She Was a Leaf, He Was a Stick: An Insect That Made History

In the spring of 2018, Stephane Le Tirant received a clutch of 13 eggs at the Montreal Insectarium. He hoped that they would hatch into leaves. The eggs were not ovals but prisms. They were brown paper lanterns, bigger than chia seeds. A wild-caught female Phyllium Asekiense laid the eggs. It’s a leaf insect from Papua New Guinea, belonging to a group called Frondosum. It was known only because of the female specimens. It’s a stunning leaf insect, occurring both in autumnal browns and summery greens. Royce Cumming, a graduate student at New York City University refers to it as “Dead life, live leaf, semi-dried leaf.”

Phyllium Asekiense
She Was a Leaf, He Was a Stick: An Insect That Made History

Le Tirant’s Huge Insect Collection

Mr. Le Tirant, who has been the collection manager of the insectarium since 1989, specializes in scarab beetles. He roughly estimates that he has 25,000 beetles in his private collection at home. However, he had always had a great passion for leaf insects and had successfully bred two species, a big one from Malaysia, and a smaller one from the Philippines. A Phyllium Asekiense that is beautiful, rare, and most important, living — would be a great treasure in any insectarium.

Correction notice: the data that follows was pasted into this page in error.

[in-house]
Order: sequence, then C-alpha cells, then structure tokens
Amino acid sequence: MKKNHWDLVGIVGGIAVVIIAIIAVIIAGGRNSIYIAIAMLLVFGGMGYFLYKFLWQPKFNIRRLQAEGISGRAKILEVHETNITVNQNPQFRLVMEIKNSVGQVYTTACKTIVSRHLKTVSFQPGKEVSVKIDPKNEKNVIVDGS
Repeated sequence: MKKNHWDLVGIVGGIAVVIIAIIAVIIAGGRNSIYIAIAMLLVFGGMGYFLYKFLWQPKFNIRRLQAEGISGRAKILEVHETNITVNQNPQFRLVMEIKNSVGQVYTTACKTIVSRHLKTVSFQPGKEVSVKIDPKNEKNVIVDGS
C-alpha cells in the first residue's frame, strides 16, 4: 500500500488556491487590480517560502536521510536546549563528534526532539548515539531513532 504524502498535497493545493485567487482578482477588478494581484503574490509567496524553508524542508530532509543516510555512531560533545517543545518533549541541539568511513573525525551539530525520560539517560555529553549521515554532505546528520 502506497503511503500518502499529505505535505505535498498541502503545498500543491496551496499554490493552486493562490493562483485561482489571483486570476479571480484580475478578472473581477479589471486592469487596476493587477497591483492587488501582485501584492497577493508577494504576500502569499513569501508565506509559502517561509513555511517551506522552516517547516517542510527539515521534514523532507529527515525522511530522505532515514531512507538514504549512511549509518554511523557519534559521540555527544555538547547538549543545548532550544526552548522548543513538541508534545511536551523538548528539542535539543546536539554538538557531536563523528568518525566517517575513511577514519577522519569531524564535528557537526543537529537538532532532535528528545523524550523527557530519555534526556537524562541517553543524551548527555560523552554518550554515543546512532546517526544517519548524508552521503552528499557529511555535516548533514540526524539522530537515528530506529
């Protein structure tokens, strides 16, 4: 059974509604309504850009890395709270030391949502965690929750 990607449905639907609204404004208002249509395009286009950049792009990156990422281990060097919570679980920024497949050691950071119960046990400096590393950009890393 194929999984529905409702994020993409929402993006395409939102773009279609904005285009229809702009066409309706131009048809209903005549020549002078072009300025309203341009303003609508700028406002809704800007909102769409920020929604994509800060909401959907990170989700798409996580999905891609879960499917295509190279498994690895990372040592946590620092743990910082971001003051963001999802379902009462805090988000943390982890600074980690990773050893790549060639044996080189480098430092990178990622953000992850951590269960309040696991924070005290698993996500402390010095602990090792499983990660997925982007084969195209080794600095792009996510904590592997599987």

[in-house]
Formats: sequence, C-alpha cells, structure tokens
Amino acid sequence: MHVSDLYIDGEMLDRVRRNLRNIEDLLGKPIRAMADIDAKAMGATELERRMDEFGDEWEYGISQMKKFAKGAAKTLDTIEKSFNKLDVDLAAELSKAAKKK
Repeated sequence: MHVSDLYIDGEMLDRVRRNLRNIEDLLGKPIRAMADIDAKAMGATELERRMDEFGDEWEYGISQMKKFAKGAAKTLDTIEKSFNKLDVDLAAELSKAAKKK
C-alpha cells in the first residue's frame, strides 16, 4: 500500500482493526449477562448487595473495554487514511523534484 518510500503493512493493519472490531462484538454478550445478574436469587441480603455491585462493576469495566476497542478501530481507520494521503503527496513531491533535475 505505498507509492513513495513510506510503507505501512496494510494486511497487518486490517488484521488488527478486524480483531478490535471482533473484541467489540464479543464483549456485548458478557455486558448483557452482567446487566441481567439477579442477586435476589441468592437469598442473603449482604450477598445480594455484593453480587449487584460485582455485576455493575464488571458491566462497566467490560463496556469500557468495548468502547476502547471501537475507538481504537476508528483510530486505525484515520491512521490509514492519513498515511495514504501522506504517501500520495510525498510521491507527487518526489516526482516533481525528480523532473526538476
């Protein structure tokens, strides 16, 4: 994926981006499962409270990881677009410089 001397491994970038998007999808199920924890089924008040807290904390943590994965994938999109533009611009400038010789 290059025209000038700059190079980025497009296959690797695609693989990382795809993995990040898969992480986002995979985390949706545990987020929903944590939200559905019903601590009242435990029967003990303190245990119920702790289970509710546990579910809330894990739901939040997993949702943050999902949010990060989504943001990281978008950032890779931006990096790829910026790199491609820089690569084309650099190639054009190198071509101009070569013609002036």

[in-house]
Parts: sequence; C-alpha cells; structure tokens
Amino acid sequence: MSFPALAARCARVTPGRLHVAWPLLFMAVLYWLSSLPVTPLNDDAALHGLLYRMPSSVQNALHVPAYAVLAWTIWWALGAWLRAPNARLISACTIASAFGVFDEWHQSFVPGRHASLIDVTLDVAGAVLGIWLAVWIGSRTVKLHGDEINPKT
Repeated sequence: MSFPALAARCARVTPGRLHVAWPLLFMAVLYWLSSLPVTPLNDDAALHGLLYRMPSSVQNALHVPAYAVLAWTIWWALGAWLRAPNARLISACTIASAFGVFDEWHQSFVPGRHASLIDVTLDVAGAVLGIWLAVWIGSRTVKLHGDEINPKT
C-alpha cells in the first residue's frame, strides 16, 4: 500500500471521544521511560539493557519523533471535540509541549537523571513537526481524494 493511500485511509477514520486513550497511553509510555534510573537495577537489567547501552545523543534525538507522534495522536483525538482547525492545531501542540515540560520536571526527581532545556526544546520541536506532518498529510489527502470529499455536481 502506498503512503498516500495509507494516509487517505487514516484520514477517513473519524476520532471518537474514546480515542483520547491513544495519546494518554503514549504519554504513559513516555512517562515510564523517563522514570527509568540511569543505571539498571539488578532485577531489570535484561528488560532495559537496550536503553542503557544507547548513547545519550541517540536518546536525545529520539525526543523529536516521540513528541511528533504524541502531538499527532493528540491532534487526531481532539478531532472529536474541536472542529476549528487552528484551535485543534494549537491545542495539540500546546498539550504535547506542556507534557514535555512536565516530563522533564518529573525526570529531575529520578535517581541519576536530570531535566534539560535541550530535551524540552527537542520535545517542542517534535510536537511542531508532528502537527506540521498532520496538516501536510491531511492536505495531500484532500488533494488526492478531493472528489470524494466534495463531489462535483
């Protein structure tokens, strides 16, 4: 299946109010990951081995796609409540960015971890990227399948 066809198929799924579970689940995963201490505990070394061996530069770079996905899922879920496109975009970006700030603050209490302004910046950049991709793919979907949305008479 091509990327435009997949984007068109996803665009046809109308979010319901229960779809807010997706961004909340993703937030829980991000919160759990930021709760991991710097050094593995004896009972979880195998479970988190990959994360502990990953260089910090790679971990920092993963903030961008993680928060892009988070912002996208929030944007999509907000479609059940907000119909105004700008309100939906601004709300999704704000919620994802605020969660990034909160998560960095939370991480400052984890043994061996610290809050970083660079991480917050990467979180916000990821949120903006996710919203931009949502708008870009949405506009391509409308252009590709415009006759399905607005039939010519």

More About the Mysterious Phyllium Asekiense

In the insect-rearing laboratory, Mario Bonneau and other specialists nestled the 13 eggs on a mesh screen on a bed of coconut fibers, often spritzed with water. In the fall, five eggs hatched into black spindly nymphs. The specialists treated the baby nymphs with great care, moving them from one tree to another without touching the insects. They only touched whatever leaf they clung to.

Phyllium Asekiense Insect on a Green Leaf
She Was a Leaf, He Was a Stick: An Insect That Made History

Mr. Le Tirant said that they just grabbed the other insects, but the small leaf insects were so precious that they were the jewels in their laboratory. They offered the nymphs a buffet of bramble, salad leaves, and fragrant guava. Two of the nymphs refused to eat and didn’t make it, but the other three munched on bramble, molted, munched, molted, and then molted some more. One of the nymphs grew green and broad, just like her mother.

The technicians from the insectarium’s paper had already passed peer review when Mr. Le Tirant’s nymphs grew up and provided unshakable proof.